Yale and Co-Op High students collaborate on ‘hip-hopera’

Photos: Yale and Co-Op High students collaborate on ‘hip-hopera’

Music director Jeremy Hutchins (right) makes a fine point to the chorus.
Mychael Green, as Nero (front); Rachel Zwick as Martha (left); Solomon Green as Peter (right).
Mychael Green, playing Roman Emperor Nero, faces the audience with Rachel Zwick, playing Martha, at his feet.
Dance corps in rehearsal.
Dance corps member Taylor Gainey strikes an arabesque.
Trenee McGee models her costume for the part of Mark.
Lauren Padula models the costume she will wear in the role of Jesus.
Paris McGee, a gymnast, is in the dance corps of “Broken Chains.”
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Students at New Haven’s Cooperative Arts & Humanities Magnet High School will present the world premiere of “Broken Chains: A Gospel Hip-Hopera,” a musical written and composed by Yale graduate students, on Wednesday and Thursday, Dec. 21 and 22.

The production of “Broken Chains” — a hip-hop rendition of the life of St. Peter — is the most recent outgrowth of a longstanding partnership between Yale and Co-op High School.

Graduate student Patrick Gray wrote the libretto for “Broken Chains.” Steel Pan virtuoso and Yale composition student Andy Akiho composed the initial score for several of the main songs. Last spring, the Co-Op High School choir premiered three pieces from the musical, accompanied by a jazz quartet from the Yale School of Music. Two other Yale composers, Jordan Kuspa and Fay Wang, joined the composition process and rounded out the score for jazz quartet.

“The most exciting thing has been combining all of the different genres of music from gospel to hip-hop to old time traditional American music,” notes Co-Op junior Branden Wilson, who sings the part of the Self-Righteous Son in the show.

The high school performers and back-stage workers are enrolled in Co-Op After School, a comprehensive program serving 50% of the school’s student body. The program is jointly supported by New Haven Public Schools, the Connecticut Department of Education, Yale University, Co-Op Center for Creativity, and Dwight Hall, the umbrella organization for community efforts of Yale undergraduates.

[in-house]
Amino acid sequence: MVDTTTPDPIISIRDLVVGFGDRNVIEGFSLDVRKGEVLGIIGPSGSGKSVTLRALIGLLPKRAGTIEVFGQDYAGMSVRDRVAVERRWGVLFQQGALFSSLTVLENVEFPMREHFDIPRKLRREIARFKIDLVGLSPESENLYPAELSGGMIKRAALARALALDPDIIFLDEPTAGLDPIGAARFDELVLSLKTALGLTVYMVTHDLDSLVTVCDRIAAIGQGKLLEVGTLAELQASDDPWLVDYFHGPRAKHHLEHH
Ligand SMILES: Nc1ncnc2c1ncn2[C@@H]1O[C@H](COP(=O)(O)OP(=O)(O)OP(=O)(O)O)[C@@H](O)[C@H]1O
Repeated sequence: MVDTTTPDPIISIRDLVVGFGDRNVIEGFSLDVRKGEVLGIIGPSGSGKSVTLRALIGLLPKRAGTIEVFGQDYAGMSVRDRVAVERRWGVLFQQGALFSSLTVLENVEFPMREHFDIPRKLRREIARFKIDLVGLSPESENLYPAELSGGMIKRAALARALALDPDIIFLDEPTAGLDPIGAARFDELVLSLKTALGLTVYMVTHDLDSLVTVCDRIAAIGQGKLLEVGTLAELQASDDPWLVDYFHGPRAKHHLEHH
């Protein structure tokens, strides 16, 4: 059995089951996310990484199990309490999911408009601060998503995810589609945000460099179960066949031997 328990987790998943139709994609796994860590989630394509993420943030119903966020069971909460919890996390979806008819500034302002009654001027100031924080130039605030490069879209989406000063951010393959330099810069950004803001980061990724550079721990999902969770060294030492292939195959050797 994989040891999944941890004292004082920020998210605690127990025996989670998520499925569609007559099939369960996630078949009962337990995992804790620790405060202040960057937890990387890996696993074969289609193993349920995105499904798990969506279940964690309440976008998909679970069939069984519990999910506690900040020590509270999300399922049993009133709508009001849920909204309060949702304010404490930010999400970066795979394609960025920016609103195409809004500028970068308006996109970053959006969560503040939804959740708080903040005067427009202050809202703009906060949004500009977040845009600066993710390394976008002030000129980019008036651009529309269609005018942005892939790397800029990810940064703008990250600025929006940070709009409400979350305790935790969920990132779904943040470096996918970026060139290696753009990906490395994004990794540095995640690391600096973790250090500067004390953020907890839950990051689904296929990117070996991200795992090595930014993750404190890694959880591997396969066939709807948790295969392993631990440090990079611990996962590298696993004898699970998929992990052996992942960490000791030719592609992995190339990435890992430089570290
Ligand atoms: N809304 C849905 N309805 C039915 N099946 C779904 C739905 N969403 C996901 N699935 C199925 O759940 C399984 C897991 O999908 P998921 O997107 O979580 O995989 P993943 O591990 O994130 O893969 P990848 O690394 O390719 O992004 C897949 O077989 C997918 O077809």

Co-op After School provided the 20 custom-made steel pans used in the show. The steel pan — which was used by Caribbean slaves to communicate resistance after drums had been outlawed — is a particularly apt instrument for a play about “ideological oppression and non-violent resistance,” say the play’s organizers. Co-Op After School commissioned a steel pan master in Trinidad to make the instruments for the high school’s brand-new steel band, which supplies most of the musical accompaniment for the gospel hip-hopera.

The Yale Co-Op Partnership is grounded in the belief that a community of artists and work of quality are formed through shared experience and mutual high standards.

Paris McGee, a sophomore, who majors in creative writing and is the lead dancer for the show, says,  “This musical has allowed me to explore my skills as a dancer. … It’s joyful and something I don’t do every day. … It’s live, fresh and you can feel the story in your body.”

“Broken Chains” will be presented on the Main Stage of Cooperative Arts & Humanities High School, 177 College St. (enter corner of College and Crown streets). There will be performances at 2:30 p.m. and 7 p.m. on both Dec. 21 and 22.

Tickets are $5-$10. Order tickets online, call 800-228-6622, or visit the Shubert Box Office, 247 College St., Monday through Friday 9:30 a.m.–5:30 p.m.; Saturday 10 a.m.–2 p.m.